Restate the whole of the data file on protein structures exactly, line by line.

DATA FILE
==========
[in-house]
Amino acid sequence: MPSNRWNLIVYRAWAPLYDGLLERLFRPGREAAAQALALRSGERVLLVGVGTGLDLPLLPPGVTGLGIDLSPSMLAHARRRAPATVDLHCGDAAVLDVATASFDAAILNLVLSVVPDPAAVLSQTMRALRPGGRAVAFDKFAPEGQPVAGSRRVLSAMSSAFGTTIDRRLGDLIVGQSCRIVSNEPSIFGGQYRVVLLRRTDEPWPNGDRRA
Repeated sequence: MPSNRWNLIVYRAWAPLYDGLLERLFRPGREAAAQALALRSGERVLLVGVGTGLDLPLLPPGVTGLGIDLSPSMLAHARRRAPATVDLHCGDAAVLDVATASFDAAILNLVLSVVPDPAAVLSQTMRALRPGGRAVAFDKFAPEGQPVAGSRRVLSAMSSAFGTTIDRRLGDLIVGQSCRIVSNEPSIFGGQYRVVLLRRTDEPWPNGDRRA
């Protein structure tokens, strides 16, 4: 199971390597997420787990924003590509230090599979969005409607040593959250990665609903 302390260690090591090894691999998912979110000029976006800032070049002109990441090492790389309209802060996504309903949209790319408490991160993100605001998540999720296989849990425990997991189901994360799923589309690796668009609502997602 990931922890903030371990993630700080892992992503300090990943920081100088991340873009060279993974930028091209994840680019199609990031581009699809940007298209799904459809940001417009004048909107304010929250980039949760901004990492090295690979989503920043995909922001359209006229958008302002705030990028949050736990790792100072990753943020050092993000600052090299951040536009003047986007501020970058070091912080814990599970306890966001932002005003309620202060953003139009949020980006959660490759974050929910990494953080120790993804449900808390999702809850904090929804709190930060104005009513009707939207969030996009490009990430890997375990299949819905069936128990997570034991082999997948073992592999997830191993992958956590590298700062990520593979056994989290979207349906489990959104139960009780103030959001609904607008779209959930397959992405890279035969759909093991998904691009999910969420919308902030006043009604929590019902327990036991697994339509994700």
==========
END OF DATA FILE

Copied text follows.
[in-house]
Amino acid sequence: MPSNRWNLIVYRAWAPLYDGLLERLFRPGREAAAQALALRSGERVLLVGVGTGLDLPLLPPGVTGLGIDLSPSMLAHARRRAPATVDLHCGDAAVLDVATASFDAAILNLVLSVVPDPAAVLSQTMRALRPGGRAVAFDKFAPEGQPVAGSRRVLSAMSSAFGTTIDRRLGDLIVGQSCRIVSNEPSIFGGQYRVVLLRRTDEPWPNGDRRA
Repeated sequence: MPSNRWNLIVYRAWAPLYDGLLERLFRPGREAAAQALALRSGERVLLVGVGTGLDLPLLPPGVTGLGIDLSPSMLAHARRRAPATVDLHCGDAAVLDVATASFDAAILNLVLSVVPDPAAVLSQTMRALRPGGRAVAFDKFAPEGQPVAGSRRVLSAMSSAFGTTIDRRLGDLIVGQSCRIVSNEPSIFGGQYRVVLLRRTDEPWPNGDRRA
């Protein structure tokens, strides 16, 4: 199971390597997420787990924003590509230090599979969005409607040593959250990665609903 302390260690090591090894691999998912979110000029976006800032070049002109990441090492790389309209802060996504309903949209790319408490991160993100605001998540999720296989849990425990997991189901994360799923589309690796668009609502997602 990931922890903030371990993630700080892992992503300090990943920081100088991340873009060279993974930028091209994840680019199609990031581009699809940007298209799904459809940001417009004048909107304010929250980039949760901004990492090295690979989503920043995909922001359209006229958008302002705030990028949050736990790792100072990753943020050092993000600052090299951040536009003047986007501020970058070091912080814990599970306890966001932002005003309620202060953003139009949020980006959660490759974050929910990494953080120790993804449900808390999702809850904090929804709190930060104005009513009707939207969030996009490009990430890997375990299949819905069936128990997570034991082999997948073992592999997830191993992958956590590298700062990520593979056994989290979207349906489990959104139960009780103030959001609904607008779209959930397959992405890279035969759909093991998904691009999910969420919308902030006043009604929590019902327990036991697994339509994700």